As Sagal congratulated him, Oldham pretended that Doris Day was in the room with him. “Hey, Doris, you were right!” he said. “All the questions were about you!”

Now, that’s funny!

(As an aside, let me share with you a slide that I sometimes show during presentations about classroom technology:

Yep, that’s Doris Day in the 1958 movie Teacher’s Pet. Hopefully that image looks a little odd to you in 2015. Honestly, if you’re teaching math to adolescents and still using chalk and a wooden pointer, I’ll kindly ask you to consider a different career. There are other options for you. For instance, you could become a dentist and specialize in square root canals. But, I digress.)

So, back to the point.

The celebrity quiz contains three multiple-choice questions, each with three choices. If the guest answers at least two questions correctly, he or she wins. Which got me to thinking…

What is the probability that a celebrity guest will get at least two questions correct if she guesses randomly?

Brute force is definitely an option here. Write down all possible answer choice combinations, randomly decide which configuration will be correct, and then figure out how many of the possible combinations would yield a winner. Not pretty, but it works.

Speaking of combinations, here’s a joke that just has to be shared:

Courtney Gibbons’s comics used to appear at Brown Sharpie, but then she got a job.

## The Life and Times (and Fractions) of Eliza Acton

Title Page

You may know Eliza Acton as an English poet or Victorian cookbook author, but I prefer to think of her as the Queen of MP.6.

CCSS.Math.Practice.MP6:
Attend to precision.

Her bestselling Modern Cookery for Private Families — which was first published in 1845, ran through 13 editions by 1853, remained in print until 1918, was reissued in 1968 and 1974, and then resurrected again in 1996 by Southover Press, with two more editions since — might very well be the greatest cookbook ever produced.

The prose within the volume is magnificent. She included recipes for “Poor Author’s Pudding,” “Printer’s Pudding,” and “Publisher’s Pudding,” the last of which “can’t be made too rich.” The directions for the “Publisher’s Pudding” explain that it should be covered with a “sheet of buttered writing paper,” which no doubt gives recipe readers some idea about the thickness of paper to be used, but also implies something about the publishing industry. (The complete text is available from Google Books, if you’d like to check it out for yourself.)

But what makes this work mathematically interesting is that it is the first cookbook that used precise measurements in its recipes. Without Modern Cookery, a middle school word problem might look like this:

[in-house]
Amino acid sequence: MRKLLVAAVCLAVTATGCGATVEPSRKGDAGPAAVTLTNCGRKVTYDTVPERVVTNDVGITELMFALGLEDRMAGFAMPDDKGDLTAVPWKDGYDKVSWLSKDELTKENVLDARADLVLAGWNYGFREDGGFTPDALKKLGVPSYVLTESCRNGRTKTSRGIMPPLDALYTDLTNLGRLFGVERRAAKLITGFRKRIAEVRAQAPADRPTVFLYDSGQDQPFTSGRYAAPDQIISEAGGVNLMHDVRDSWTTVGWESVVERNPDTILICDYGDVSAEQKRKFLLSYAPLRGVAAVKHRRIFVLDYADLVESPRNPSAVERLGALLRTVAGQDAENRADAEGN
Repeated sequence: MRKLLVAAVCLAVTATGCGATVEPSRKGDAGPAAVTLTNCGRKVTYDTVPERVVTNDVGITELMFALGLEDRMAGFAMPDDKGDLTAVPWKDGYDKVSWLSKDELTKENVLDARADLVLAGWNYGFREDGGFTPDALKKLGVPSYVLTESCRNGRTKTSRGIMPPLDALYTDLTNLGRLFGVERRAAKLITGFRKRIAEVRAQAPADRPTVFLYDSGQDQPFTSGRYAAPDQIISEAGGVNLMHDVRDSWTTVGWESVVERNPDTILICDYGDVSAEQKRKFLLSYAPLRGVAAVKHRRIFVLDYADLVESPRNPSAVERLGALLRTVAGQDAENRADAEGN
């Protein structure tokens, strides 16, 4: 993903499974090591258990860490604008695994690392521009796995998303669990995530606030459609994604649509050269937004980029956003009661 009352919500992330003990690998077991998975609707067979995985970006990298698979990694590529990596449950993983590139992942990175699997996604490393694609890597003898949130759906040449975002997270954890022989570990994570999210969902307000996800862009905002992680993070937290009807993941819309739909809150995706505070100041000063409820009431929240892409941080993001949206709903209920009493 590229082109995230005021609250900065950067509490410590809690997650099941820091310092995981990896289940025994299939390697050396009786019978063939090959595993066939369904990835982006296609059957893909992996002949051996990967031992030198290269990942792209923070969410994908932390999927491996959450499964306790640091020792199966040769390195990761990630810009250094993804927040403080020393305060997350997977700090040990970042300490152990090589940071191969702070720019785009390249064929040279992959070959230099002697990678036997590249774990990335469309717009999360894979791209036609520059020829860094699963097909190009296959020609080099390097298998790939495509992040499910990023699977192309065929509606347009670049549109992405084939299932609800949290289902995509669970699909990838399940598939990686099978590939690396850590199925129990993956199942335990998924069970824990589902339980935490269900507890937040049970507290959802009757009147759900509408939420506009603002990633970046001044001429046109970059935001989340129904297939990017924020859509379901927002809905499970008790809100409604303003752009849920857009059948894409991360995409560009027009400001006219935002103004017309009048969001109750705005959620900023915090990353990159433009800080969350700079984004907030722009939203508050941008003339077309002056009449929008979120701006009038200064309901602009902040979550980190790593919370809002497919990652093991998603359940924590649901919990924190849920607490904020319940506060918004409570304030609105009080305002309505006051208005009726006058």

The recipe for a loaf of bread calls for some flour, a dash of salt, and enough water to make the dough pliable. How much salt would you need to make two loaves?

I suppose the answer is “two dashes,” though printers would likely call that an em dash. (Cue cheeky, all-knowing editor’s laugh here.)

It was the recipes of Ms. Acton — like the one for a disgusting drink known as Milk Lemonade, which calls for 6 oz. sugar, ¼ pint lemon juice, ¼ pint sherry, and ¾ pint cold milk — that paved the way for the wonderful word problems that students enjoy today:

My recipe calls for ⅔ cups of white flour and 2⅕ cups of wheat flour. How much flour do I need in total for my recipe?

Oh, wait… did I say wonderful? I meant awful.

Who the hell measures flour in fifths of a cup? And why would anyone need to know the total amount of flour? Just dump it in a bowl and mix!

The word problem above without specific measurements is purely speculative; it’s almost certain that someone else would have thought to include exact measurements had Eliza Acton not come along, and students would have still been subjected to unrealistic fraction-containing word problems. But the purported imprecision within recipes is spot on, as shown by this recipe taken from an early 18th century English text:

Fill yr pott halph full of wien & [a] good share of sugar. Milke in as much cream & stirr itt once about very softly. Let itt stand two houres before you eate itt.
[from MS Codex 753, compliments of rarecooking.com]

Admittedly, that recipe is for an Ordinary Sillibub, which is basically a red wine float, and hence the recipe is very nearly useless. But it is typical of the imprecision that was commonplace before Ms. Acton’s arrival.

All hail Eliza Acton, Queen of MP.6!

## Fractional Eggs

I search for new recipes at allrecipes.com all the time. This morning, a search yielded a delicious recipe for pumpkin pancakes, which sounded like the perfect breakfast for a crisp fall morning.

One of the things I love about allrecipes is the ability to customize the number of servings. The default number of servings for the pumpkin pancake recipe was six, but I could adjust it to four, a more appropriate number for our two-adult, two-child family:

So I did. And as you’d expect, each item in the ingredient list was reduced to ⅔ its previous amount. Sort of. Two cups of flour was reduced to 1⅓ cups. One cup of pumpkin puree was reduced to ⅔ cup. But 2 teaspoons of baking powder was reduced to 1¼ teaspoons, and 1 teaspoon of cinnamon was reduced to ¾ teaspoon.

The reduction in the number of servings was 33⅓%, yet the range of reductions in the ingredients varied from 25% for salt (from 1 teaspoon to ¾ teaspoon) to 50% for ground ginger (from ½ teaspoon to ¼ teaspoon).

But I get it. It’s not typical for most kitchens to contain a spoon that measures ⅙ teaspoon. So there’s clearly some part of the algorithm that completes the conversion but then finds a “nice” fraction that’s in the right neighborhood. Fair enough.

But what the hell’s going on here?